Polychlorinated biphenyls in the surficial sediment of Indiana Harbor and Ship Canal, Lake Michigan

Department of Applied Environmental Science, Stockholm University, Stockholm, Sweden
Environment international (Impact Factor: 5.66). 11/2010; DOI: 10.1016/j.envint.2009.01.015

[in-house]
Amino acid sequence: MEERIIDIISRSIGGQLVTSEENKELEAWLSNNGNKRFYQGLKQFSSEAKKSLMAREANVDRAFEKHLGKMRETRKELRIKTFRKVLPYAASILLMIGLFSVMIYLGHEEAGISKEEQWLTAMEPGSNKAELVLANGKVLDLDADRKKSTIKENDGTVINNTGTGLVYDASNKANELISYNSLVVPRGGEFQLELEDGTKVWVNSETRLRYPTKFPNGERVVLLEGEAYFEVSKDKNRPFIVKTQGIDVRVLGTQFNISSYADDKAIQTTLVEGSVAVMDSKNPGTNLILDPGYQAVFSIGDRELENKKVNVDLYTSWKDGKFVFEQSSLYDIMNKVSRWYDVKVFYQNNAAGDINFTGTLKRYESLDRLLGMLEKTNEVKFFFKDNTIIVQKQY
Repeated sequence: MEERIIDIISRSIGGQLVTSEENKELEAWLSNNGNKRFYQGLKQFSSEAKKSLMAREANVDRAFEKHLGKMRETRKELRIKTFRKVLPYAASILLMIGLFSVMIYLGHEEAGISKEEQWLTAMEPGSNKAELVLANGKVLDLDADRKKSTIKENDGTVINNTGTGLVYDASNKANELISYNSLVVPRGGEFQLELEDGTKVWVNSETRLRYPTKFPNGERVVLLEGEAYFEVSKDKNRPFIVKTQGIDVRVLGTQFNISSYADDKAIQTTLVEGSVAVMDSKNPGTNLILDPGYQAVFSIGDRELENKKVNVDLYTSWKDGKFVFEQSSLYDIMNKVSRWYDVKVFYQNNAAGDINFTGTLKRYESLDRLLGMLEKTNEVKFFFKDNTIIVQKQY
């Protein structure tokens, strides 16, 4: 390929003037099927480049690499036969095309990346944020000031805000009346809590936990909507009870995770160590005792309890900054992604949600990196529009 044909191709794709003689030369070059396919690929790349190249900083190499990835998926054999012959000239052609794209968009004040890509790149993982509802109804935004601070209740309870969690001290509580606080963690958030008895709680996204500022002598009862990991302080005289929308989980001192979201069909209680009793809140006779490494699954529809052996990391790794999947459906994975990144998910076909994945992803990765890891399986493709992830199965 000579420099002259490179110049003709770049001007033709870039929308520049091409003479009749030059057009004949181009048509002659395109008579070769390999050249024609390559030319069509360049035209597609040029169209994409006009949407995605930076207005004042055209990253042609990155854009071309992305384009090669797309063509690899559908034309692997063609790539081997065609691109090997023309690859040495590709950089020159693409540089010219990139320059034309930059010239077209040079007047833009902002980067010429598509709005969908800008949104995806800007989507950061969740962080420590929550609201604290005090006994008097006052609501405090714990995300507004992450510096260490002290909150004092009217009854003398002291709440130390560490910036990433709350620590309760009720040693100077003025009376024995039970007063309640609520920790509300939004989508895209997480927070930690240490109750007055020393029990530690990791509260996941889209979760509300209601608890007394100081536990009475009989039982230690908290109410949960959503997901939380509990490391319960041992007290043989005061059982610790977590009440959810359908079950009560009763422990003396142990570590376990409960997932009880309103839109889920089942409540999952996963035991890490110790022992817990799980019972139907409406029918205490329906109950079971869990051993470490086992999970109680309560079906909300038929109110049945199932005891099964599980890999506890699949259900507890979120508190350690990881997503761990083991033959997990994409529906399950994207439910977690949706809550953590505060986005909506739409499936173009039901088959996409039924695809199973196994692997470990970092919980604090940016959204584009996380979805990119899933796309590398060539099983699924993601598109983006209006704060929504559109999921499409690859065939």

ABSTRACT We report the results of the first intensive survey of polychlorinated biphenyls (PCBs) in the surficial sediment of the Indiana Harbor and Ship Canal (IHSC) in East Chicago, Indiana, a part of the Calumet River tributary of Lake Michigan that will be dredged to maintain depth for ship traffic. The tributary has previously been reported to be a large source of PCBs to Lake Michigan. PCB congeners were measured using tandem mass spectrometry in multiple reaction monitoring mode, a method that provides a high level selectivity and sensitivity for PCBs in complex environmental samples. The PCB concentrations (sum of 163 congeners or coeluting peaks) range from 53 to 35,000 ng g− 1 dry weight (d.w.) and are comparable to other PCB concentrations at contaminated tributaries in the United States, most of them (although not IHSC) established by law as Superfund sites. The PCB congener signal strongly resembles the original technical mixture Aroclor 1248 that has experienced a small amount of weathering — less than 2.5% by mass for the statistically different congeners — consistent with desorption, volatilization, and microbial dechlorination. The origin of the PCBs in IHSC is not known but Aroclor 1248 was used in hydraulic fluids, vacuum pumps, plasticizers and adhesives. Possible uses of this mixture in East Chicago included the equipment and auxiliary services for the adjacent steel mill and gas refinery and/or lubrication for the drawbridges spanning the canal.

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